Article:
Undoubtedly the enlarged envelope of conflict and war is also a great arena for this intelligence. As professionals a lot we are aware of but when AI sets about to alter war as we know it, we need to sit back and reflect. In the domain of conflict AI has an enviable spread from space to the deep seas. Computer computational abilities, accuracies, and enormous task handling capacities are highly attractive for military applications. This approach has led to the development of Autonomous Weapon Systems, robots etc. Undoubtedly a large spectrum of which  is desirable. The discussion now however needs to transcend from the world of Drones, Autonomous weapons, to the nature and genre of new wars and their intersection with AI.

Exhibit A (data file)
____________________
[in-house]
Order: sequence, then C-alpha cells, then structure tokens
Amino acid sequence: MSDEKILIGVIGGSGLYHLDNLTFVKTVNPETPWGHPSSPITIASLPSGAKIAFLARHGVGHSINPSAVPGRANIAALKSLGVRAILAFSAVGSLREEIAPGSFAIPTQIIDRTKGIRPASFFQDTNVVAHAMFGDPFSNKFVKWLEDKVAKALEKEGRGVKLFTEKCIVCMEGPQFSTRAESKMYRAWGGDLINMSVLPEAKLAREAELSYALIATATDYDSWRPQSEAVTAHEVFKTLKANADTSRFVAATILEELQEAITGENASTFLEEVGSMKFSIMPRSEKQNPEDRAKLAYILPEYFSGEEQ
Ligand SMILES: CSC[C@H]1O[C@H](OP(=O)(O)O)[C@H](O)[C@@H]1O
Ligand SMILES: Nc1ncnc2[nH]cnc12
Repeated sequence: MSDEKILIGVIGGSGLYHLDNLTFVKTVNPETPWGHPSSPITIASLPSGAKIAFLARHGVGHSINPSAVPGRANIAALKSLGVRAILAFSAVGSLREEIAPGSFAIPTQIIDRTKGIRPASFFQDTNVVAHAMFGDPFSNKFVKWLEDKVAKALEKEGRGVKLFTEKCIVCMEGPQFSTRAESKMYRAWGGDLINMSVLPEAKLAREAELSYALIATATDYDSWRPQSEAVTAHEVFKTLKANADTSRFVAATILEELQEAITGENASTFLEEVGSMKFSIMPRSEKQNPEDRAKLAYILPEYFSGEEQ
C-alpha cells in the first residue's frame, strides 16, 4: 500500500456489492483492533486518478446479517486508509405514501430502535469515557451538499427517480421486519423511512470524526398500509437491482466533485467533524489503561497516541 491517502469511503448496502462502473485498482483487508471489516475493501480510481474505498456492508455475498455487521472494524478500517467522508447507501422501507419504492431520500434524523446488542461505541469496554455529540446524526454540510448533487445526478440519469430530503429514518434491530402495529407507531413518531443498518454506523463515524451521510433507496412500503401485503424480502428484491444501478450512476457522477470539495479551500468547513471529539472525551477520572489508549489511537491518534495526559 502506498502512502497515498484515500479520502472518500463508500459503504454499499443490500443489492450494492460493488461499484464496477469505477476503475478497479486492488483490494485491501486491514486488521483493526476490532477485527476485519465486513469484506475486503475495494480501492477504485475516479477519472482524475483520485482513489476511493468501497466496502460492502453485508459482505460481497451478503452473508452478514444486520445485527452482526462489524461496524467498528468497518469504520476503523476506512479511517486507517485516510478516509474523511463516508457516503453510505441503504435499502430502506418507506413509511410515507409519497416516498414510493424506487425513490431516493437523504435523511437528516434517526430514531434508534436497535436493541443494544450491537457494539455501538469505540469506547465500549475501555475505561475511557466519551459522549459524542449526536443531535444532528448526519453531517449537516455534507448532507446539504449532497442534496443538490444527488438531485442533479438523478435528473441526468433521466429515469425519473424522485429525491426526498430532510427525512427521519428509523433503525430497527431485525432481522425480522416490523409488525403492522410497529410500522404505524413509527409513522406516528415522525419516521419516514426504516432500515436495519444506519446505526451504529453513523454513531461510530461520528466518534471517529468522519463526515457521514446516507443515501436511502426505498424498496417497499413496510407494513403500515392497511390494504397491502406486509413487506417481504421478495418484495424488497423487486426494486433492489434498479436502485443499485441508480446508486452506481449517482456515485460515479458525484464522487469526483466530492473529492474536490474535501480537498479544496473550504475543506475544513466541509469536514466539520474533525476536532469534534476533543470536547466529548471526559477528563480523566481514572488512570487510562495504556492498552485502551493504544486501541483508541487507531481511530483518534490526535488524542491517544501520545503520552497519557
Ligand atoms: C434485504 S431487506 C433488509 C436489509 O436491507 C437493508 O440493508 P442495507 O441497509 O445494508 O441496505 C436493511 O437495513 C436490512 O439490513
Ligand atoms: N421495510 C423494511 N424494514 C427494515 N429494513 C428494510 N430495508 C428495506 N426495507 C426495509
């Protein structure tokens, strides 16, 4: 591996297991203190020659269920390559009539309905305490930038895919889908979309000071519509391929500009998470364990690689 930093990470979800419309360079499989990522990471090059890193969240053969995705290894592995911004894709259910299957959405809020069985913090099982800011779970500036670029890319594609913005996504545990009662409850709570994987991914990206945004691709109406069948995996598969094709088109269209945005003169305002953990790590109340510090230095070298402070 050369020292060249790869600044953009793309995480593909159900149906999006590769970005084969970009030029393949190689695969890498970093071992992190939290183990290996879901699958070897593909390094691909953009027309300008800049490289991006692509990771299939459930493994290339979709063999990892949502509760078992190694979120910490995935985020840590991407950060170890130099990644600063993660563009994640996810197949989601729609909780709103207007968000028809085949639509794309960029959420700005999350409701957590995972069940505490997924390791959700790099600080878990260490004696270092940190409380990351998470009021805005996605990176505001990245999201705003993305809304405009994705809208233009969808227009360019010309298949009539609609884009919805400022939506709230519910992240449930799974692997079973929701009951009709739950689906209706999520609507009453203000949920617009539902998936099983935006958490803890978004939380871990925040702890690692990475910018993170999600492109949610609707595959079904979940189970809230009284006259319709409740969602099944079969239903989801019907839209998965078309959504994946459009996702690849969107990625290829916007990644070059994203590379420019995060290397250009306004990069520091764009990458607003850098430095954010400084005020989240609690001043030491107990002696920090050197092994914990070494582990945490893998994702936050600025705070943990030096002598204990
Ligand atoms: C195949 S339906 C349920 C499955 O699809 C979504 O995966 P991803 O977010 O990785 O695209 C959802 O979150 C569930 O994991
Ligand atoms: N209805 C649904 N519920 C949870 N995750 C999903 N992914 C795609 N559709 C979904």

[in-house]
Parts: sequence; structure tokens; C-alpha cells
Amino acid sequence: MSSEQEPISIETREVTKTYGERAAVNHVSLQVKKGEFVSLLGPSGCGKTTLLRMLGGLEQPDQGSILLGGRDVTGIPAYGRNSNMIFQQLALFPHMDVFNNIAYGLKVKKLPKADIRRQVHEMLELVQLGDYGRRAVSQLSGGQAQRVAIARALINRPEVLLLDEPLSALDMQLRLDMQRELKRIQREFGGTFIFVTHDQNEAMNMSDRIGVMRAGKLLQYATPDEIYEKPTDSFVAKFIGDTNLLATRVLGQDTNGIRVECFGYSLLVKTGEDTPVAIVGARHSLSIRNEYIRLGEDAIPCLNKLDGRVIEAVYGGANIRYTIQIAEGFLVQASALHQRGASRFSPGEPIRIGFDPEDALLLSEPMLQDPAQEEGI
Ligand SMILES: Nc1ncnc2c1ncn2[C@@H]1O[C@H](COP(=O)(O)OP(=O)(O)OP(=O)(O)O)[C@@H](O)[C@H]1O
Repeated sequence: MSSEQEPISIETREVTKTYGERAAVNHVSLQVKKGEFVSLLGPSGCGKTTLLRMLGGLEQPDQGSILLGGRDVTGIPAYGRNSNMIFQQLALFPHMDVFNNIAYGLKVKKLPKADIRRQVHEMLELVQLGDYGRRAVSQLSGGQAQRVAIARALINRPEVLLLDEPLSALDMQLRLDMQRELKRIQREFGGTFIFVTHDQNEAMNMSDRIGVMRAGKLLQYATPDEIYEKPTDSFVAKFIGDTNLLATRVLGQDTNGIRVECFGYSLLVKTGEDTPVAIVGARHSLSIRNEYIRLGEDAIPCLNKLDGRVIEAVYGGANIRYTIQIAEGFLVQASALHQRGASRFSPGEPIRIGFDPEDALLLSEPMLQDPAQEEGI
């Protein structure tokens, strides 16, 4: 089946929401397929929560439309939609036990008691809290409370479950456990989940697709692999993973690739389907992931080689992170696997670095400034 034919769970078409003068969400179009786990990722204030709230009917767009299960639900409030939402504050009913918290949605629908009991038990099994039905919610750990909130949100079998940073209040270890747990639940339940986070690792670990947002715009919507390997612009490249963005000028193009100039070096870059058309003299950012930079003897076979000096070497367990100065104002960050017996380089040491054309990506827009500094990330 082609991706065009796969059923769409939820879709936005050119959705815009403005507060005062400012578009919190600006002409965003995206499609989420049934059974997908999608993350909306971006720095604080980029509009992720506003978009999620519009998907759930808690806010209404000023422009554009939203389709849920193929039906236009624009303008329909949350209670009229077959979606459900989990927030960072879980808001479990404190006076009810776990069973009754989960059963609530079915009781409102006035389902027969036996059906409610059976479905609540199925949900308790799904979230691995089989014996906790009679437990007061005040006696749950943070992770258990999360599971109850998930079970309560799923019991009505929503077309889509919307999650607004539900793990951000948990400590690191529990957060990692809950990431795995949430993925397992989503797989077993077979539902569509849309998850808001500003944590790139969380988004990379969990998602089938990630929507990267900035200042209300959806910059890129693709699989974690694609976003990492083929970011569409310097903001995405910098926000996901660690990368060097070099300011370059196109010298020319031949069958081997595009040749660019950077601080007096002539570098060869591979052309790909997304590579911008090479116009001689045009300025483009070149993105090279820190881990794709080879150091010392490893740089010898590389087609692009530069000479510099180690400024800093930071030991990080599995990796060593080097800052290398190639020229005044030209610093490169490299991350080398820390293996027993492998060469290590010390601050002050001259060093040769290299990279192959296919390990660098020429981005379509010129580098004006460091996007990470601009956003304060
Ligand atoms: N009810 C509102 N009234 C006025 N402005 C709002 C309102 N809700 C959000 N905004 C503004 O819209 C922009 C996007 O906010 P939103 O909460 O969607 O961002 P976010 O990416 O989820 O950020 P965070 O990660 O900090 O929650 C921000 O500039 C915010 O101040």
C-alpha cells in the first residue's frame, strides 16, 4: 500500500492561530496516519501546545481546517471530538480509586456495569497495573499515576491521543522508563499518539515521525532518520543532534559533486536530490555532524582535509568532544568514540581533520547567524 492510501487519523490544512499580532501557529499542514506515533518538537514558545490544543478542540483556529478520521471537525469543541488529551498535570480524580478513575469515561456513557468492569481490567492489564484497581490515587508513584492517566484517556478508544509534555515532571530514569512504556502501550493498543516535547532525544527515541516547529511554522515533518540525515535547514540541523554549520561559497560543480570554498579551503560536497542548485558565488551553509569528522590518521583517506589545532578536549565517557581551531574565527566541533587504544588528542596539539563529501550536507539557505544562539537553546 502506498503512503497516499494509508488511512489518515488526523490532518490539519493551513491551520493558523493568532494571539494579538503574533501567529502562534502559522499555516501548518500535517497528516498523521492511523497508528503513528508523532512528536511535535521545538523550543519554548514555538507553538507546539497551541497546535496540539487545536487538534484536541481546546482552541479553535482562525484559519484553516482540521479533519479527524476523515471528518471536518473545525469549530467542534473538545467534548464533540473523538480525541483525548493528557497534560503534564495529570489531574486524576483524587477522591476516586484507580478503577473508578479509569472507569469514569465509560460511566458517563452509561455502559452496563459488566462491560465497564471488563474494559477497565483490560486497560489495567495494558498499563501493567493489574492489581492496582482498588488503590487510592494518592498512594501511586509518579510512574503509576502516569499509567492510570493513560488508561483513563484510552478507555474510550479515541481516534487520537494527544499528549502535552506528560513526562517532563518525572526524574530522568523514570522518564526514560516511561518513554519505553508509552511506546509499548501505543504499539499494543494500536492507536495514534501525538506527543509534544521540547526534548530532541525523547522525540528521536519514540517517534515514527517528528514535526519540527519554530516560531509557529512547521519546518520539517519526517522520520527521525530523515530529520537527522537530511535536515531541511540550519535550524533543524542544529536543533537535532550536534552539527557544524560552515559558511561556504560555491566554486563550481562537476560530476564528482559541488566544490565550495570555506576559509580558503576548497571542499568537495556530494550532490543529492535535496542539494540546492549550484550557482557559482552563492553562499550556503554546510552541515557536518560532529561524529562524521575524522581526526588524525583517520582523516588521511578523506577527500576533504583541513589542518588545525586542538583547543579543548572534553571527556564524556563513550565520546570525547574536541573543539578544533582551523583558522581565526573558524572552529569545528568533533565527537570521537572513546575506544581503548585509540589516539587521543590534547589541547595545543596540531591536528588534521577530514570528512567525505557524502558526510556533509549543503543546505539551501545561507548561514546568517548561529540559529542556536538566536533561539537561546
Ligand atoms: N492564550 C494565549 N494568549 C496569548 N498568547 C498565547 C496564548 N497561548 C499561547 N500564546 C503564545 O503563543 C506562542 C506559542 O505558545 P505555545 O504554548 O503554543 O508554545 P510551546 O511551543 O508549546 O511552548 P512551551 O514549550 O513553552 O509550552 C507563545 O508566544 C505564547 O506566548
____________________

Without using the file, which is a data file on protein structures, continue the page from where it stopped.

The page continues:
AI has demonstrated that it has a commanding position in the wide space of C4ISR. If conflict has to be viewed as the outcome of Intelligence and operational decision making, AI will prevail. In 2003 the US launched TIA, Total Information Awareness, later called Terrorist Information Awareness, which was a mass surveillance programme. The programme was designed for predictive policing, based on precognition, and aimed at prevention of terrorist actions and crime. A very close match to the Hollywood Film, The Minority report. It involved the merger of 12 extant programmes, integrated the work of 9 Government entities, 11 corporations and 10 universities. Facilitator and execution platforms were AI. The GWOT fired, demand for a National Counter Terrorism Centre, was met in 2004. This centre was set up in close supervision by Walt Disney Imagineering engineers, who also produced ARGUS, an AI based monitoring programme. It has the capability of monitoring one million web pages in 28 languages over the world. Both examples illuminate the enormous role of AI in making possible capabilities earlier not achievable. We need to focus on the impact on decision making and outcomes. ARGUS has undoubtedly contributed to elimination of several key operatives in Al Qaida, Taliban and Daish. It together with a family of Intelligence based AI have a direct bearing on operational outcomes.